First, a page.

by Dr. Alyssan Barnes
For some teachers, 10th grade is a dreaded age in the classroom. But not if you’re teaching rhetoric.
There’s just something about teaching the art of persuasion to sophomores—those “wise fools”—that brings the adjective of that epithet to the forefront: they’re becoming wisdom seekers. They still have the energy of younger students but now have added a growing seriousness. They are themselves intuitive rhetoricians, but now they’re eager to learn the why behind how it works. True, they’re not ready to take the stage and offer an original, sustained, and well-reasoned argument about a topic of contemporary interest (that will come soon enough, in their senior year), and they seem to know they’re not quite ready. But they’re eager to start down that road anyway.
Wise fools, indeed!
And so that’s where my school begins formal instruction in rhetoric: 10th grade. We call that course “Principles of Persuasion” because in it students learn thirty-four concepts and terms that give names to what it is they already do and how it is they do it—influence others. These terms include the three rhetorical appeals (ethos, pathos, and logos), the five canons (invention, organization, style, memory, and delivery), and the three species (judicial, epideictic, and deliberative), among others. Throughout the course, we slowly track these terms and together build a mind map of rhetoric; by the end of the course, each student can draw the entire map from memory. (This is a fun exercise to do on the board, by the way.) I’ve included a simplified version of that mind map below.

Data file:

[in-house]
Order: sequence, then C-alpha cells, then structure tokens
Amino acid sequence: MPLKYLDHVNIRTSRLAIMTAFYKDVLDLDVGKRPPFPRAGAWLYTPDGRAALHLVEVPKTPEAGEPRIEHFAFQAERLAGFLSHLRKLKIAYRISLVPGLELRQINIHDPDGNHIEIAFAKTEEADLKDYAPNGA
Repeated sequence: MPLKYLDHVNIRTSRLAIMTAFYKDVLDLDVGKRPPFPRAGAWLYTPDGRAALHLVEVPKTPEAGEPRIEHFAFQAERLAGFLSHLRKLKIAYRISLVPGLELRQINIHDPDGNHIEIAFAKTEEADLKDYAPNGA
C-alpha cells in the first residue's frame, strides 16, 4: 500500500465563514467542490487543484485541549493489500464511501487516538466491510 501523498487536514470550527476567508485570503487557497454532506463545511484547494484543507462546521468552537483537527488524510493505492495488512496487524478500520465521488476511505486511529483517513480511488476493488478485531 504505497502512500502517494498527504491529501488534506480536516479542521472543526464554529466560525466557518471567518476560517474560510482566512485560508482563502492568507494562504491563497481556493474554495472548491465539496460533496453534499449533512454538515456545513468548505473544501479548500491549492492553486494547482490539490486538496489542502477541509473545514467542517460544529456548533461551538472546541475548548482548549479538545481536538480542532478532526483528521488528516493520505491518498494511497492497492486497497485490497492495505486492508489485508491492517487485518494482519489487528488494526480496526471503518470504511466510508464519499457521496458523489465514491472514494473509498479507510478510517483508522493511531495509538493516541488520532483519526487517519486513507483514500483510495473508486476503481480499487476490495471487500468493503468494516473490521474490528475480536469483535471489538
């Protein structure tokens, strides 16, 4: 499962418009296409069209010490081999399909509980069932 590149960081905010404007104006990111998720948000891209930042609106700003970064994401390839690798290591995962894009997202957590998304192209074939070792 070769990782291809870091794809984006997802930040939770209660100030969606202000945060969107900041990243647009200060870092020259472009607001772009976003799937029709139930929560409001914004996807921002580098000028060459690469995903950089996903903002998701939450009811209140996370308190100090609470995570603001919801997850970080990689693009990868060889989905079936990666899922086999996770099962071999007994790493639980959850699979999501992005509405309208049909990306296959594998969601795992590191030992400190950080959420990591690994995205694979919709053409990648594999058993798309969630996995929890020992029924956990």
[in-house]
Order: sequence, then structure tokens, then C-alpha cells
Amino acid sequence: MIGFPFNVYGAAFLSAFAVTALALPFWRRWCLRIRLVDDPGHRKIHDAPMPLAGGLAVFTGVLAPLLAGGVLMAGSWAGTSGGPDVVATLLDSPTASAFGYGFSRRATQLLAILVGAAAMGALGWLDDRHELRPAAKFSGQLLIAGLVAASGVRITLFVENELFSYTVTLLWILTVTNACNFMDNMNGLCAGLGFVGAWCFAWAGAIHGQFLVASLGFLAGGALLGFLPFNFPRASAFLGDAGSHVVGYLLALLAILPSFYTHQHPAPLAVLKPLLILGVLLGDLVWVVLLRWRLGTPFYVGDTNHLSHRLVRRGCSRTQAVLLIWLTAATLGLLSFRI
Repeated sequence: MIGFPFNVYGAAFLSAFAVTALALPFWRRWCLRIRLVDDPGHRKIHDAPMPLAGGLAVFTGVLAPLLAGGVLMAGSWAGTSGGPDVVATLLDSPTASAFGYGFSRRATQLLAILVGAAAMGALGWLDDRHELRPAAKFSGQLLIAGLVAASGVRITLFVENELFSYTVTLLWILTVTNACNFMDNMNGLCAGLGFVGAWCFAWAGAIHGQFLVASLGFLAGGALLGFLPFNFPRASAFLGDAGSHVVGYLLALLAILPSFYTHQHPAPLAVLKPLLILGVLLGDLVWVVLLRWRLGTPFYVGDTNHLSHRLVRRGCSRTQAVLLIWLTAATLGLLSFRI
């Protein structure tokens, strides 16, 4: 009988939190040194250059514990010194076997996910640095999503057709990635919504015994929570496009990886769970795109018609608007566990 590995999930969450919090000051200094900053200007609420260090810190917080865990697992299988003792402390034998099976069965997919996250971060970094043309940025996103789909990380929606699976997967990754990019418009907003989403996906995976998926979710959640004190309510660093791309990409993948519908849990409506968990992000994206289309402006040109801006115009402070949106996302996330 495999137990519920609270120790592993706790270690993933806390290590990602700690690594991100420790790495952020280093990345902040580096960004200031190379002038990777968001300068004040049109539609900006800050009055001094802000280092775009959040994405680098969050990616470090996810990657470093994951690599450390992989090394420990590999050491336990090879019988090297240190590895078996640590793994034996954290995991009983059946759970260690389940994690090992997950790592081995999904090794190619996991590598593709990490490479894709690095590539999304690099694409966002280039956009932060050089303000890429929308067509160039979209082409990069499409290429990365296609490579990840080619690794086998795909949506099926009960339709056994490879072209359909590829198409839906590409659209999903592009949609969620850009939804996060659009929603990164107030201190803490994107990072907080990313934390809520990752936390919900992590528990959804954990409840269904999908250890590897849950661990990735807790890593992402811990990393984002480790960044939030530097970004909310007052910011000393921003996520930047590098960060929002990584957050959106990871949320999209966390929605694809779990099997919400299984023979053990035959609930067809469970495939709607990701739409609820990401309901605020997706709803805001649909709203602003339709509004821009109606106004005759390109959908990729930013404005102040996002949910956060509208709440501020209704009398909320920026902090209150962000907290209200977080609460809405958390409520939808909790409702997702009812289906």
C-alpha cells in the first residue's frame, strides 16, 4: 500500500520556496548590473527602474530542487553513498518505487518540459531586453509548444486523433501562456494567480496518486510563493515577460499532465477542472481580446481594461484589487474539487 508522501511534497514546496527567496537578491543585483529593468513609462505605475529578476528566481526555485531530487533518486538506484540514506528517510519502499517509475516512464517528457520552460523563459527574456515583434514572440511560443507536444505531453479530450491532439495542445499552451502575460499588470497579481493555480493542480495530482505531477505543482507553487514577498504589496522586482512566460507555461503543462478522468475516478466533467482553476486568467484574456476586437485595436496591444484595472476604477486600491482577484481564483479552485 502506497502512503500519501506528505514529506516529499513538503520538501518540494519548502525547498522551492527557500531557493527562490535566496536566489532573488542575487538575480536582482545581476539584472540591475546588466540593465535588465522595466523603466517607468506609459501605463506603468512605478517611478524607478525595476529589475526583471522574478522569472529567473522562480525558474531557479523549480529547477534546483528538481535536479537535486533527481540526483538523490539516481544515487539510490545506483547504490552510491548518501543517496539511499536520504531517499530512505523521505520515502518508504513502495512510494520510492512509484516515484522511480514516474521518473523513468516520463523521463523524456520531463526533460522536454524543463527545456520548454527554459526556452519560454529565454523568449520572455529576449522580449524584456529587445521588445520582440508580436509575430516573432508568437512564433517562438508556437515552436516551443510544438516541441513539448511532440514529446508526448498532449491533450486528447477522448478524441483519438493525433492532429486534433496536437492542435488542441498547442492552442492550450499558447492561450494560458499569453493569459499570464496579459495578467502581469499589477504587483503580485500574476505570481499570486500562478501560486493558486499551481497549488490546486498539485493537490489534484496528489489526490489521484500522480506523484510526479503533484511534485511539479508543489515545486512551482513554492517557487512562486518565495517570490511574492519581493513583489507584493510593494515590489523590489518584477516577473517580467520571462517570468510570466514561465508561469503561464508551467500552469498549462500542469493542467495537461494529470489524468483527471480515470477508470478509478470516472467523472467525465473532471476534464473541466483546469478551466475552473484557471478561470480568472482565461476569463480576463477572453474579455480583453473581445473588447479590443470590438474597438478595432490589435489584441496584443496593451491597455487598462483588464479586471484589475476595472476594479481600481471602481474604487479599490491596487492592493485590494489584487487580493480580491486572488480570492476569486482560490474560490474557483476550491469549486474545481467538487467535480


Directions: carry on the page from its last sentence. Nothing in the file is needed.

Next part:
Now, my first semester teaching the course, I made a grave mistake: I lectured. I taught the material as I’d learned it in graduate school—straight out of Aristotle and into their brains. It took only a week or two of glazed eyes and nodding heads for me to realize that these lovely and lively sophomores need something quite different. They need to learn by doing. So I created in-class activities that reinforce these concepts. My students call them “games” and “competitions,” but that was never my point. Though the class workshops are admittedly fun, I take dead seriously my job of teaching them the principles. And in terms of competition, they all—whether they win or lose—are learning how to put the concepts into practice, which is a victory in its own right.
During their 11th-grade year, my students take a second course in rhetoric. Already, they have changed. Their playfulness is tempered, and the previous note of seriousness has become a full-scale gravity. They’re less interested in the game-like workshops, and they want to be to be taken seriously for their ideas.
This is when we introduce the junior thesis. Yes, they continue to pore over excellent examples of rhetoric from the past—such as Mark Antony’s eulogy in Shakespeare’s Julius Caesar and Martin Luther King, Jr.’s “Letter from Birmingham Jail”—but we also bring the conversation up to the present moment. Their junior year, we step back through those very same thirty-four terms, but this time we’re applying them to a topic of personal interest, preparing students to take up a contemporary issue. They learn firsthand how to sustain and arrange an argument. It’s a miniature version, a mere taste, of what they will do the next year on a larger scale.